Paradise Mine – Boom, Bust & Closure
History of The Paradise Mine (Part 4)
In the early 1900’s the Paradise Mine became a busy and fully productive silver mine producing a top return for the Hammond Syndicate. During this time, Mr. Bruce acquired and laid out the town-site of Wilmer (initially known as Peterborough) to the north of present-day Invermere. Wilmer became the head office location for the Paradise Mine as well as an important business and residential centre and the site of government offices for the district.
The Paradise Mine was a steady shipper of ore from 1901 to 1906 when the announcement of construction of the Kootenay Central Branch of the CPR gave promise to heavy reductions in the cost of transporting ore. Shipments from the mine were suspended until the railroad opened.
At Pinehurst (also known as Jackpine) in the Toby Creek Valley, Mr. Bruce had laid out a town-site with the intention of making it the smelting and residential point for the miners and their families. Good buildings were erected for the accommodation of the men and stables for the horses. Pinehurst had storehouses, stables, bunkhouses, a cookhouse, and a hotel. All are now gone however, the site of Pinehurst is now the current location of the offices and base area for Toby Creek Adventures near Panorama Mountain Village.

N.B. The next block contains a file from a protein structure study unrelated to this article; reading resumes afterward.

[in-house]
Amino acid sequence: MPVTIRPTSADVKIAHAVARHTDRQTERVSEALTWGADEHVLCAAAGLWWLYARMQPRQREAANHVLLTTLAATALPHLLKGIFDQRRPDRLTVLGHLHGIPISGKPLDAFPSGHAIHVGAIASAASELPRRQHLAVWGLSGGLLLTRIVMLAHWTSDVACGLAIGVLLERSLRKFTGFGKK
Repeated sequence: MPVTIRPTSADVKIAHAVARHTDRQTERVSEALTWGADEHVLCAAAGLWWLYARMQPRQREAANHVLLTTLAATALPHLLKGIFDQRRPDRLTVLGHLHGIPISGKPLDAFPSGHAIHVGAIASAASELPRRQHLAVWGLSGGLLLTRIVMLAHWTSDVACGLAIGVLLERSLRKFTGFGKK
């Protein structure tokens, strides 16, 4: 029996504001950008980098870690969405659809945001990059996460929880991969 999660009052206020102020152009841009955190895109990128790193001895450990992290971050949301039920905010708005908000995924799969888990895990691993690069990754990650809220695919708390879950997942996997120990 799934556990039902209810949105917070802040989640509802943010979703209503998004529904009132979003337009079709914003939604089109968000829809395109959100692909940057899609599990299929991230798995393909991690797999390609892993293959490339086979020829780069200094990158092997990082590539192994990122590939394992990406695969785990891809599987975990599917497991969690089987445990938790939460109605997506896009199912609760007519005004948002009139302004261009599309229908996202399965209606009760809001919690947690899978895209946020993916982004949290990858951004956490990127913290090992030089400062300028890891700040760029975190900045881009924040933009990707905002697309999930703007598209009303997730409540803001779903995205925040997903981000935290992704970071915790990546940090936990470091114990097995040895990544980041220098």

In 1907, an Anglo-French company proposed to purchase the mine for $400,000 but the deal fell through on account of the financial uncertainty in that year. Eventually Mr Bruce purchased the interest of the Hammond Estate in the mine. Bruce had been focused on real estate development and colonization programs and the mine had fallen into bad shape by this time. The walls had caved in and had to be cleared and re-timbered.
By 1916, Bruce had the mine in full production again with an output triple that of the previous annual record. To shorten transportation to the railway a new road was built between Invermere and Toby Creek Canyon. The road from Pinehurst to the mine was also rebuilt. The steepest grades were reduced to 10%.
A 5-ton truck was purchased for summer work, making a return trip in one day and hauling ore at a cost of 55 cents per ton/mile. Mr. Bruce continued to own and operate the mine until 1926. During the period of the First World War (1914-18), the mines lead production was important to the war effort.
In 1926 Mr. Bruce became the Lieutenant-Governor of British Columbia and decided the time had come to divest himself of the mining properties he owned in the province. The Paradise Mine was sold to the Victoria Syndicate Ltd. of Conniston, Ontario, a Mond Nickel subsidiary. It operated until 1929 with 100 men employed. Nearly $l Million was spent on its development at various times.
In October 1942 the mine was sold to Sheep Creek Mines Ltd. The mine reopened again in 1949. As the mining went deeper it also became more difficult due to more pyrite in the rock and decreasing metal prices. BC Government records indicate 1953 as the last year of recorded production for the Paradise Mine however another source reports a short period of activity in 1960 and in 1964, three men trucked 931 tons of ore from Paradise to the Mineral King concentrator, then operations ceased and the Paradise Mine fell silent.